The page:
In Guyana, while patients severely affected by Covid continue to flow to the hospital, exhausted caregivers will work "with fear in their stomachs", faced with the aggressiveness of antivax.
"The hospital staff come to work with fear in their stomachs", assures Christiane Vanessche, care coordinator in a Cayenne hospital center affected by the wave of Covid-19.
Walking in the corridors of emergency care at the hospital, this health executive does not hide his concern about "rivalry between vaccinated and unvaccinated personnel".
"This duality is extremely worrying," she explains, also citing the state of fatigue of the teams and the wave of sick leave underway at the hospital, now reaching one in five staff.
The ARS of Guyana reported on Friday a level of deaths "never reached" in Guyana, where 21 people lost their lives in seven days as a result of Covid-19.
A little further on in the intensive care unit, it is very calm.
At the bedside of the patients lying down, some placed in an artificial coma, the faces are strained, but the smiles still cling to the faces of those who, masked for a year and a half, never let go.
"We are exhausted" confirms Christiane, a nurse wearing a blue protective gown.
"There is no clan here between the caregivers, on the other hand there is a lot of misunderstanding of our work on the part of the families of the patients. They do not trust us and that creates a lot of tension", explains the young woman.
Nursing staff take care of a patient in an intensive care unit for patients with Covid-19 at Cayenne hospital on September 25, 2021 jody amiet AFP
"There is a lot of incivility against caregivers, who are the result of a general fed up with the population", explains Professor Jean Pujo in the semi-darkness of the entrance to the service emergencies.
"The caregivers feel alone" in the face of this violence, explains in turn with great weariness Guillaume Icher, the head of the Cayenne vaccinodrome, who regrets that there is "no political support".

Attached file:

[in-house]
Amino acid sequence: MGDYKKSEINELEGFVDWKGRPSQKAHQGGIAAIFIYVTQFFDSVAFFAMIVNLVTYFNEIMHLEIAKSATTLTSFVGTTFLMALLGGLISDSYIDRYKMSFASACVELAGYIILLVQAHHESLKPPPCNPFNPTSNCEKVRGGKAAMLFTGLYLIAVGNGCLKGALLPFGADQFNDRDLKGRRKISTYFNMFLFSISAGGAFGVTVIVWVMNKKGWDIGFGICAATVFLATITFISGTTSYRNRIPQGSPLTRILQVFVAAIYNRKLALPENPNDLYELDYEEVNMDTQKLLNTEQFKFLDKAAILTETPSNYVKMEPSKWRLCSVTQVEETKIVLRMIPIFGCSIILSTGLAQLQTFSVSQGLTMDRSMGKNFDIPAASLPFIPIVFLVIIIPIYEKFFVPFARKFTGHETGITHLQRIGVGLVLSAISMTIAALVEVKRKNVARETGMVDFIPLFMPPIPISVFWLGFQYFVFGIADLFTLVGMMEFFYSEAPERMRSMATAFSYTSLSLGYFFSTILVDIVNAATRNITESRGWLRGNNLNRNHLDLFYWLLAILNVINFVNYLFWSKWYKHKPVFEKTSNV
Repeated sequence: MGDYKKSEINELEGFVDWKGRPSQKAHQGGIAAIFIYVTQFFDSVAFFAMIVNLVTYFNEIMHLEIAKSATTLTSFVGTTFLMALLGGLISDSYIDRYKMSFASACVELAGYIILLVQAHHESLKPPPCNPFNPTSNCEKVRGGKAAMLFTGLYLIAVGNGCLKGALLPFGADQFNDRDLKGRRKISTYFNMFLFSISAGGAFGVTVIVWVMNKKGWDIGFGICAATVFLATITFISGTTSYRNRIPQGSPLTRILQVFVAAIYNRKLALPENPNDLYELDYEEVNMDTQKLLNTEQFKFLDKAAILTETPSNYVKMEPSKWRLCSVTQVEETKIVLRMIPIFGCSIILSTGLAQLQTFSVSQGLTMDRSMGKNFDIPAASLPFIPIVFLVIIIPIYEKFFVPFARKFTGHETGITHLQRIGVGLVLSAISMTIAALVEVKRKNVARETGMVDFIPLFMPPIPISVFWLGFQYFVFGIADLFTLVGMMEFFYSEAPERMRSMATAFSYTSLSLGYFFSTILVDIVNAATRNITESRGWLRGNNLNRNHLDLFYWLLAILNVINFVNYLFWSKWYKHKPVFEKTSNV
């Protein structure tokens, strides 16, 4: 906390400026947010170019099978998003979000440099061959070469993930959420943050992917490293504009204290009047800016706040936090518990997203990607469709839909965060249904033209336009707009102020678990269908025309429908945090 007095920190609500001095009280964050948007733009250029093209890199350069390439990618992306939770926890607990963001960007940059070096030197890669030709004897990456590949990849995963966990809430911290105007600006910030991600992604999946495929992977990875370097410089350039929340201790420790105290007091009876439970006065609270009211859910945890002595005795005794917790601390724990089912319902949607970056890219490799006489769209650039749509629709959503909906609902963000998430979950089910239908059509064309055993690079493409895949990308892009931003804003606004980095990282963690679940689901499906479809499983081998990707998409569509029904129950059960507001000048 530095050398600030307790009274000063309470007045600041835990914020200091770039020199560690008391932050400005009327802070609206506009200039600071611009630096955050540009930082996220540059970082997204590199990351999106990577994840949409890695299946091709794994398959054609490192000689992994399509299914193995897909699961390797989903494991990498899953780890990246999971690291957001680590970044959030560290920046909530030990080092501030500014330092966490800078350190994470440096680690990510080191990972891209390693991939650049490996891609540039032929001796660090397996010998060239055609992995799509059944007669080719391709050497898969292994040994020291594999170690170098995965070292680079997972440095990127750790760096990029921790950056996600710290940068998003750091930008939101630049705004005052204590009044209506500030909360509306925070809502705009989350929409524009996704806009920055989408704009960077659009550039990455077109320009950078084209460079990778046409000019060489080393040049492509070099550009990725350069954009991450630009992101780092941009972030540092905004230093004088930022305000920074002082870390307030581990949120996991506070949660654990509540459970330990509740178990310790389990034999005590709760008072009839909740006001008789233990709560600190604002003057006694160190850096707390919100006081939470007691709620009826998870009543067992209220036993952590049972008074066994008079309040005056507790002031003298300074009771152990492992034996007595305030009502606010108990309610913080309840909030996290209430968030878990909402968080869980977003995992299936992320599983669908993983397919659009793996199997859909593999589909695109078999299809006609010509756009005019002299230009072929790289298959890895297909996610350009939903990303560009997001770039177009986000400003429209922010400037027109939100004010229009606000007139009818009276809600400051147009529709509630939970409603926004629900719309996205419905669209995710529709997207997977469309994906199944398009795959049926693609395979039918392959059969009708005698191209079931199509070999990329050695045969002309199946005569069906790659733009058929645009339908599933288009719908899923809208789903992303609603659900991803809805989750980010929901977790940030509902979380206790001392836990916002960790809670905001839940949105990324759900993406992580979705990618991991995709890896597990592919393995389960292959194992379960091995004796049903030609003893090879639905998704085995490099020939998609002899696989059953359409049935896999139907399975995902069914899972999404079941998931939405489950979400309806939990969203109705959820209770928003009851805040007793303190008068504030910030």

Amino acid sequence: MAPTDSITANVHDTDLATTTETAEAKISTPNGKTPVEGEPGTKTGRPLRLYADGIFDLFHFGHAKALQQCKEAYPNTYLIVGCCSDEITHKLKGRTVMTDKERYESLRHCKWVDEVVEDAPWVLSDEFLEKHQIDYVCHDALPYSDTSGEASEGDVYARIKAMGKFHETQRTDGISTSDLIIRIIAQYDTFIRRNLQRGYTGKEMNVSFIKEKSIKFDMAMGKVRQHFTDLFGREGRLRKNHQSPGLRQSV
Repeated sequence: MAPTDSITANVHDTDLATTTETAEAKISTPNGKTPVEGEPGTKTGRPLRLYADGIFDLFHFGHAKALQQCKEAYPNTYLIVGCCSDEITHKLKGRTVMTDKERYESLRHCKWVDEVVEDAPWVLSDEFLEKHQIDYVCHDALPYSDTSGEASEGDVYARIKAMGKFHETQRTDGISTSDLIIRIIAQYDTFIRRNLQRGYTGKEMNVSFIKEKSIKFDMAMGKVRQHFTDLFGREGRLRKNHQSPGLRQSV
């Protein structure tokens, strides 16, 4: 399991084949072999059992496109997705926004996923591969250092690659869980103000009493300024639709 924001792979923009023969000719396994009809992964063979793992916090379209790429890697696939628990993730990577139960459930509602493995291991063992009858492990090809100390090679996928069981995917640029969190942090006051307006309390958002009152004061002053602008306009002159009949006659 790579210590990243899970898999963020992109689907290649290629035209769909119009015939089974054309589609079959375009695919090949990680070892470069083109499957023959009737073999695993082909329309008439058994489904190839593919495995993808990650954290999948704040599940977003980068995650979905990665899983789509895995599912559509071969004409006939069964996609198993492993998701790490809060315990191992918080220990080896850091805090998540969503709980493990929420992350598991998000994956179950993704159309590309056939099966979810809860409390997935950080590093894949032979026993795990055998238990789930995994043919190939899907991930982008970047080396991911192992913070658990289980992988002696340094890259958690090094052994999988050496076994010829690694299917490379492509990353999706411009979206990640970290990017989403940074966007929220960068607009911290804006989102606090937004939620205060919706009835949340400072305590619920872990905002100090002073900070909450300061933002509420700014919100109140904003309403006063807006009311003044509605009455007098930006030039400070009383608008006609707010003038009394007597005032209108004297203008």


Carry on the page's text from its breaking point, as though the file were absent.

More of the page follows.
For months, Guyana has been under more or less tight semi-confinements.
Restaurants and entertainment centers are still closed.
Sporting and social life is mixed, causing many tensions to which are added operations carried out by minority groups opposed to the vaccination obligation and the health pass.
On Monday, the progress of a vaccination campaign organized in Cayenne by The Red Cross was thus disrupted by antivax.
- Go find the undecided -
In front of the press, the overseas minister Sébastien Lecornu, traveling in Guyana until September 28, expressed on Saturday his "concern" about "the future of Guyana". "Because where life returns to normal in other territories, in Guyana the exceptions are maintained with restrictions on freedoms". "People in intensive care are completely unvaccinated, it is an epidemic of unvaccinated people," he repeated, not ruling out the risk of a "West Indian scenario".
And these restrictions could continue because the vaccination campaign in Cayenne is in full "crash": "We are at 10% of our daily capacities, it is the lowest rate that we have ever recorded", explains Guillaume Icher, that is to say the passage of 60-70 people per day in the largest city of the territory.
A nurse provides care to a patient with Covid-19 at the Cayenne hospital on September 25, 2021 jody amiet AFP
At the same time, 25 to 30 Covid patients are admitted to the Cayenne emergency room every day.
The intensive care unit has tripled its bed capacity since the start of the pandemic.
For Claude Flamand, epidemiologist at the Institut Pasteur in Guyana, the stakes are high.
To date, complete immunization coverage has barely reached "30.5%" in those over 12 years old according to official data.
"10% of the population is covidosceptic, 15% are vaccine-skeptics who prefer natural immunity and traditional remedies and 25% of the population are undecided," explains the epidemiologist.
According to him, "it is the undecided ones that the authorities will have to seek out. They are not against vaccination but they say they are" not yet ready ".
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